‘Savage in Limbo’ scores a knockout
By Nelson Pressley
Tuesday, Sept. 27, 2011
John Patrick Shanley is best known these days for writing "Doubt," the drama about pedophilia that a zealous nun thinks she's discovered in a Catholic school. Pretty sober play.
Long before that, though, Shanley was renowned for the streetwise delirium of the Cher-Nicholas Cage movie "Moonstruck." The 1985 "Savage in Limbo" is Shanley in his "Moonstruck" mode - tart-tongued and deeply funny, and so drunk on words that your jaw may drop in wonder as characters tear into intensely soulful, profoundly goofy arias.
It's all or nothing with this brand of swoony excess, and in the spare but gloriously acted show at MetroStage the cast goes for broke, performing in broad New Yawk-ese and laying bare Shanley's loquacious romantics. The crazy story-of-my-life speeches are spellbinders, and each deadpan punch line hits the mark.
"Savage" is a wonderful play for actors, and director Lise Bruneau - a more than capable performer herself - has assembled a cast that revels in Shanley's acid wit and high passion. Most arresting is the raw turn by Veronica del Cerro as Linda Rotunda, the 32-year-old sexpot whose beau has just told her he, um, needs to start seeing ugly women.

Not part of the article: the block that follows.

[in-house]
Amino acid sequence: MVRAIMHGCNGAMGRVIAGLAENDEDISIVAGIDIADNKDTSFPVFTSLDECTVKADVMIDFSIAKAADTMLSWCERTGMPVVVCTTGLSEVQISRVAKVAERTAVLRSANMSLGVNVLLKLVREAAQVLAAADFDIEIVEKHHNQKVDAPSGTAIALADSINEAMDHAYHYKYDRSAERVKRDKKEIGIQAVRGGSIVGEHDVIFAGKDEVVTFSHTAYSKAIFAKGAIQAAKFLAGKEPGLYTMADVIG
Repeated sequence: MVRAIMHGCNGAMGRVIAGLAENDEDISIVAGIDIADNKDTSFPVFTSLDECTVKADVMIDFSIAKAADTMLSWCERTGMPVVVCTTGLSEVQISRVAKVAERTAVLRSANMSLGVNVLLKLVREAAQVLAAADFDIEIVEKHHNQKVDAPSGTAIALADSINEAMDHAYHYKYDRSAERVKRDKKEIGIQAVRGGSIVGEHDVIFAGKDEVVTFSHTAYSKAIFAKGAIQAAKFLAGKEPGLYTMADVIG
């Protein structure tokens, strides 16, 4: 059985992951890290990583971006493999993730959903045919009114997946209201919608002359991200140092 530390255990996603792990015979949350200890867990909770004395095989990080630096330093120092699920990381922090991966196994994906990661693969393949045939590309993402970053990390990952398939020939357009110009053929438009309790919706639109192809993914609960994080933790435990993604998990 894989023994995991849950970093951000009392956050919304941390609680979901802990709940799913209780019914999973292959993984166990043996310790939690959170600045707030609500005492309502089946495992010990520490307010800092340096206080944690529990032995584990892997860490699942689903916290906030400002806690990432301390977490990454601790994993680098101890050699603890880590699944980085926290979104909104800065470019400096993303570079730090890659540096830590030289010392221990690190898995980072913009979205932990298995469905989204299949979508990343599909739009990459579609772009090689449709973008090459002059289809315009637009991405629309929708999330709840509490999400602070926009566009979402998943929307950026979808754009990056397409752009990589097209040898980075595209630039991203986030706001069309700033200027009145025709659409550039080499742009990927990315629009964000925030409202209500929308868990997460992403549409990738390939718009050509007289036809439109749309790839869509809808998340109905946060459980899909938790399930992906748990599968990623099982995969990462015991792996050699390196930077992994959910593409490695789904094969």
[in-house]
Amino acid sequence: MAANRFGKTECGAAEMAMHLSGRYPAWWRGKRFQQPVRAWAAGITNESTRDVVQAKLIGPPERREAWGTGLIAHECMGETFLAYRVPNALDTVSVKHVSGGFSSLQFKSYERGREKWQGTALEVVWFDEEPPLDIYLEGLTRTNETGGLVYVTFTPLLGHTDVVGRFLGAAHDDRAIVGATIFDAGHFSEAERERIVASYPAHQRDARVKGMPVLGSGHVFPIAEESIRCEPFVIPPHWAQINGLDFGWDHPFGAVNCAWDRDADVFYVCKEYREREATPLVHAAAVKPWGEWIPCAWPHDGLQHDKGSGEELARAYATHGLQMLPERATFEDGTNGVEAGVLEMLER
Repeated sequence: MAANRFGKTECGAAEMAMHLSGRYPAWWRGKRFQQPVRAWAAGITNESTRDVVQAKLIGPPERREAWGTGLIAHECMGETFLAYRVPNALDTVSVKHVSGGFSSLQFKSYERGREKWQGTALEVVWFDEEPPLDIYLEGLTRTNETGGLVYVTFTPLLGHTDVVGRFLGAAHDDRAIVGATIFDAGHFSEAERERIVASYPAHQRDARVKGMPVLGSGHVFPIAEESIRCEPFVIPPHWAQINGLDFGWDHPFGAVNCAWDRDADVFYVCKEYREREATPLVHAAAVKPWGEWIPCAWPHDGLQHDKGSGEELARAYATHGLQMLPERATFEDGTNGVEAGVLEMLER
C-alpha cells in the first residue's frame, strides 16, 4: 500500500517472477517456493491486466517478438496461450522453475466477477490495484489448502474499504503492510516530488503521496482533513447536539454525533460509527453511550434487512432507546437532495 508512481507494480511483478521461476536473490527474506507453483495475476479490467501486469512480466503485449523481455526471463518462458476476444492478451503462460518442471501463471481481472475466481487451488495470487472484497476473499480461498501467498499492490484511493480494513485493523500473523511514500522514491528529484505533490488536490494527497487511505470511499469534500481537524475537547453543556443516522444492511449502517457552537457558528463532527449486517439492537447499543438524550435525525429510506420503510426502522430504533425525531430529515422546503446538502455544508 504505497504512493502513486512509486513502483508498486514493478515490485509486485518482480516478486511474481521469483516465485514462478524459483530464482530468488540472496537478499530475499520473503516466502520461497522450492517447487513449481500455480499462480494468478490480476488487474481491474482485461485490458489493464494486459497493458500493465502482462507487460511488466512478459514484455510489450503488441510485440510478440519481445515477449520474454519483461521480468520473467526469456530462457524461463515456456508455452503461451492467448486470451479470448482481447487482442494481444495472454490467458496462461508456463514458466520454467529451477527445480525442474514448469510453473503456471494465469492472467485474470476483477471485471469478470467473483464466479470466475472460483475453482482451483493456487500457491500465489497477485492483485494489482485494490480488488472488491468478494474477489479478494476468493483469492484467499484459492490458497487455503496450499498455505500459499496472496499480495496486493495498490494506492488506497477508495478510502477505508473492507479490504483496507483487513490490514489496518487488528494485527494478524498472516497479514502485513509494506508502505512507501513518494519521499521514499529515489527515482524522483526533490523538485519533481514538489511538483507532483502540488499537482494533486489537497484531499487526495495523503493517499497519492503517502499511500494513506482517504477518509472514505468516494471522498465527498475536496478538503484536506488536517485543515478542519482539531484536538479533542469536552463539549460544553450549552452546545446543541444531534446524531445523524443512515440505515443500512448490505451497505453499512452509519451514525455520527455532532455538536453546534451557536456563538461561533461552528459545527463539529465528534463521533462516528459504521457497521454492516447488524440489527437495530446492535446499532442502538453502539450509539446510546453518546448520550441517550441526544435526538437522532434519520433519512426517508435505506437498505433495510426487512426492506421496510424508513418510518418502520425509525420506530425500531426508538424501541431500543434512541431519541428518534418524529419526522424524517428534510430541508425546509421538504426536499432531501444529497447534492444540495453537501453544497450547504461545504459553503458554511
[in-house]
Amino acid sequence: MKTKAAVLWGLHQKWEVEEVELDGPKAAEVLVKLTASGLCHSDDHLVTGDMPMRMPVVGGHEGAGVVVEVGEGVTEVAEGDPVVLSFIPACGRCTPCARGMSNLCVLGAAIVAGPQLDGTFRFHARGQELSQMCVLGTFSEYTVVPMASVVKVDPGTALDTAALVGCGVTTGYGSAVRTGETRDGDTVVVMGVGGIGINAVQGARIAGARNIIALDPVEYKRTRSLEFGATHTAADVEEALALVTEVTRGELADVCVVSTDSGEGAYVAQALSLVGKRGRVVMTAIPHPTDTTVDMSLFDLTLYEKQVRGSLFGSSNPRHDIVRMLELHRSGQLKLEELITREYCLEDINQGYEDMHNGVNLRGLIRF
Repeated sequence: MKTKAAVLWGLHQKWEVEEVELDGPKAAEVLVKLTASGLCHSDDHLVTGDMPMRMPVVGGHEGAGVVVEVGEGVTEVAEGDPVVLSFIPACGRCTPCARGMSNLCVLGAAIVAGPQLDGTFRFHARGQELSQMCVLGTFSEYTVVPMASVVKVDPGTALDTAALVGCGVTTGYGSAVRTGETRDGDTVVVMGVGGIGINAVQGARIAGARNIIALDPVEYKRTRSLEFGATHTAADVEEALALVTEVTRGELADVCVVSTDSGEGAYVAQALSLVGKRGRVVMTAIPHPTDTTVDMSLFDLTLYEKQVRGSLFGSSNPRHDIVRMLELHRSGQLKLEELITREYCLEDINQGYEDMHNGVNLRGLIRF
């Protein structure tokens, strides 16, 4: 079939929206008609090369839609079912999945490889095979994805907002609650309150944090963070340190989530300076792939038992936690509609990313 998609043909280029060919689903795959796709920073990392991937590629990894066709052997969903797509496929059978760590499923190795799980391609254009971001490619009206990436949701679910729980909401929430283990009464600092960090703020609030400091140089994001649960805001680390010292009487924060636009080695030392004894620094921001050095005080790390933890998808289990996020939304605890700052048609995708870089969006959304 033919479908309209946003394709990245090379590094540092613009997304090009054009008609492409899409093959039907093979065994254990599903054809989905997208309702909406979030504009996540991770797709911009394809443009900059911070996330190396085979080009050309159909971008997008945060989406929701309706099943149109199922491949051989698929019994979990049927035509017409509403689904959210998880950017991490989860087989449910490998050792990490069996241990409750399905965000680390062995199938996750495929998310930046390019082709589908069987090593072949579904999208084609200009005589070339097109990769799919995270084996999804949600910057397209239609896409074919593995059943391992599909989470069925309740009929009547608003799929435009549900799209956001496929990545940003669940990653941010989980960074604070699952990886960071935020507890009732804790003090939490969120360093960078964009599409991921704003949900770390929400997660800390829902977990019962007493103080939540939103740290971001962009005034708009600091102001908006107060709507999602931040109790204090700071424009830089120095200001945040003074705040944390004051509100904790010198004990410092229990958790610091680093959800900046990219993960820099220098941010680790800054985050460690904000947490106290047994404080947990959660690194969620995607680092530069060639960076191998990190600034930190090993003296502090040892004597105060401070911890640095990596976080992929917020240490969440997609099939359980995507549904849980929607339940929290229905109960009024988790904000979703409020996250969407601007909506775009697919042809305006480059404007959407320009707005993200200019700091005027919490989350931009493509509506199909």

Del Cerro's swivel-hipped, pugnacious Rotunda is thrown for a loop, naturally. (The actress is dead-on with Rotunda's blend of come-hither and back-off.) So Rotunda goes bawling into the local bar, where everyone is 32 and panicking that it's all downhill from there.
Rotunda's hyper-articulate foil is Denise Savage, whose problem - literal and metaphorical - is that she's a virgin. Lolling at the bar is a soused gal named April White, who fights off depression with a steady stream of drinks supplied by the no-nonsense bartender, Murk. When Tony, Rotunda's man candy, ambles in, Shanley has his quintet, with each member crooning the blues about loving and living.
The harmonizing in this comedy, which Shanley dubbed "a concert play," is marvelous. Del Cerro provides a ton of heat, but she's counterbalanced by Natascia Diaz's gritty logic as Savage (whose existential crisis is the play's biggest, but not by much - it's an unusually balanced story). Jenna Sokolowski is like a talking champagne bubble as April, popping up now and then with something endearingly sweet and fragile, then slumping back over the bar.
The men measure up to these exceptionally vibrant women. The tall, lean Michael Kevin Darnall is delightfully wolfish as Tony, and Sasha Olinick masters the dry one-liner as Murk, who casts a wary eye at the verbal jostling going on in his bar.
About that bar: Bruneau and designer Robbie Hayes push the "Limbo" idea, with the set almost spookily empty and Brian S. Allard's lights dimmed to suggest a slightly otherworldly state. It's a gamble; the murk could dampen the fiery play's spirits. But they get it right, and the characters blaze.
Shanley threw haymakers in his earlier days as a playwright, and Bruneau and company swing as hard. Their "Savage" is a knockout.